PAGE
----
Twenty years ago, we bought a campervan and spent seven months touring around and looking for a house. (This was long before you needed a bigger mortgage for that kind of vehicle than you needed for the property). During this time, perhaps because I’d spent all my life driving on the “wrong side” of the road, I inadvertently did some seriously outrageous things in traffic. But when French motorists were really, really angry, all they did was flash their lights at us.

    A recent BBC poll put South African, British and Greek drivers as the worst road rage offenders.

    But, I do give it to you—adapting to French road rules does have its challenges. What does that white car on a blue rectangle mean—or the yellow square standing on a point? Why are zebra crossings routinely ignored by motorists? Not many drivers can answer these questions—and many others about driving in France.

    Now to trains. Try this: take the Paris underground from Montparnasse to Charles de Gaulle. As an extra challenge take a suitcase and a backpack. The dearth of escalators and lifts means lots (and lots and lots) of stairs. And in some of the corridors you could be excused for thinking you’ve taken a wrong turn out of the Metro system into the Paris catacombs.

    But finally, reading between the lines in your article, I think we both agree that all these little daily frustrations—like cultural differences inherent in different driving styles, poor retail service, waiting in LaPoste while customers and staff discuss the latest births, deaths and marriages—are a small price to pay for living in Paradise.

    • Keith Van Sickle Oct 23, 2017 at 7:13 PM - Reply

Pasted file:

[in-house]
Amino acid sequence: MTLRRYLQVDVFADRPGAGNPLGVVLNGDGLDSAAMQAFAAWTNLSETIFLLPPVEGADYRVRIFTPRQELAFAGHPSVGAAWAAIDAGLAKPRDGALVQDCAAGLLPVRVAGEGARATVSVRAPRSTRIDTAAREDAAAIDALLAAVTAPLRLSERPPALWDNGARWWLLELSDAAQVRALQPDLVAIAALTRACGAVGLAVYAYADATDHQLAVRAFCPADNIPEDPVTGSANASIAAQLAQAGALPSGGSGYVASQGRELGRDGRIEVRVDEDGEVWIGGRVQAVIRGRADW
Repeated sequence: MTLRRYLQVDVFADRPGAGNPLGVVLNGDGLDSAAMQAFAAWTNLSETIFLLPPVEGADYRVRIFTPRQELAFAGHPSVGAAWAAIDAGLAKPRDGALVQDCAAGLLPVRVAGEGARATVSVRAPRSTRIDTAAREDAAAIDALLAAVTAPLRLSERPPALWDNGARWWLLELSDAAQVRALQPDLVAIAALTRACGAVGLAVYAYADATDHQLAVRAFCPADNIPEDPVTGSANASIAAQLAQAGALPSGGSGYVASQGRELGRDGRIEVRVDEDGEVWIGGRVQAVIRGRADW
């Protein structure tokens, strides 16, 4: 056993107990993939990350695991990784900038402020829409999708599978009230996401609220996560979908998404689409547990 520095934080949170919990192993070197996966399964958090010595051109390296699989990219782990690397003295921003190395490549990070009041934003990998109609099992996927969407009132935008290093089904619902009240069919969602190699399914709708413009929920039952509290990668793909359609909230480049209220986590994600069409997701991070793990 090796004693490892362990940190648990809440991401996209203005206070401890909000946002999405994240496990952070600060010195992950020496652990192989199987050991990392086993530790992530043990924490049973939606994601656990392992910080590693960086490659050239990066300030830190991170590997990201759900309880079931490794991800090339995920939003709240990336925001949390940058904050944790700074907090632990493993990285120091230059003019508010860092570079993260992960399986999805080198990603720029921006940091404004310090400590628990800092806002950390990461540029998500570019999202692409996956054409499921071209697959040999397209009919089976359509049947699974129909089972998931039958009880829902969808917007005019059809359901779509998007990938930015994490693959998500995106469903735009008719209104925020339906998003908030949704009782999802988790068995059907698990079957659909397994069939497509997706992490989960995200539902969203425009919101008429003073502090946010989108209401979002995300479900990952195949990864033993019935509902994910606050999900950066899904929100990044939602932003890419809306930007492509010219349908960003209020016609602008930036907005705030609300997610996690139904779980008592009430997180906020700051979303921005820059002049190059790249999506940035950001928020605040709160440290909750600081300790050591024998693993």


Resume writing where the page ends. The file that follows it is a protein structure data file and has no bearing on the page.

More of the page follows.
Agreed that the frustrations of living in France are small beer compared to the many pleasures. And I agree that those some road signs are mysterious. Just what is a “Passage Canadien” anyway? Should we be on the lookout for a hockey player or a Mountie?

  3. Alex lowe Mar 15, 2019 at 6:24 AM - Reply

    I ha e driven in France for the last 18 years approximatrly 50k kilometers a year without accident! No thanks to the locals! They are terrible drivers and rude with it! They drive too fast, without thinking about tbe consequences
    They do not understand roundabouts or indicators , they are usrless in any adverse conditions and are usually yo be found in a ditch!
    Worst of all I live in a village witha 50 limit but they drive ad fadt as possible necause yhey are always late for work.
    I am a qualified driving instrjctor from Uk

  4. Trevor Overton Apr 4, 2019 at 4:33 PM - Reply

    I have lived in France (Normandie) for 6 yrs now and can honestly say I have never seen such bad driving in my life! For me, the biggest worry is roundabouts, the French just don’t seem to understand the function of them, or maybe they do but just don’t care! Why they all seem to indicate to go left when they’re going straight on beats me. Another good one is, when there are two approach lanes they always stay in the right hand lane even when going all the way round! I have developed the need now to always check my right side when exiting a roundabout! Another favourite one is the French will not use their headlights in daytime, even when visibilty is down to 50m!!
    I could go on and on!

    • Ryan Topping Feb 15, 2021 at 4:19 AM - Reply

      Trevor its Ryan mara is this you ??

  5. ANDREW BURNE Oct 16, 2019 at 8:24 PM - Reply

    I agree wholeheartedly with most comments. Having driven annually in France since before the advent of autoroutes when all overtaking was about playing chicken, I assure you it is all so much better now and really be thankful for it. Death rates then we’re horrific.
    In fact I feel safer driving autoroutes today than the M1 in UK which I also do regularly!
    As to indicators, it might be safer to ignore them and just use intuition. I am sure a lot of French actually snap the stalks off when they get a new car anyway? Might be for the best.

  6. David Lowe Feb 24, 2022 at 7:36 PM - Reply

    I,ve been driving in France fir twenty years , not pottering but 30k a year commuting!
    French drivers are terrible to be honest!
    I have lost count of how many cars I have seen in ditches , they blame the roads snd everything except themselves and their lack of common sense!
    Tailgating , speeding , wandering all over the road and absolute ignorance of how to traverse roundabouts and indicate!
    The roads here are fantastic and not overcrowded but the accident figures are diabolical, amongst the worst in the western world!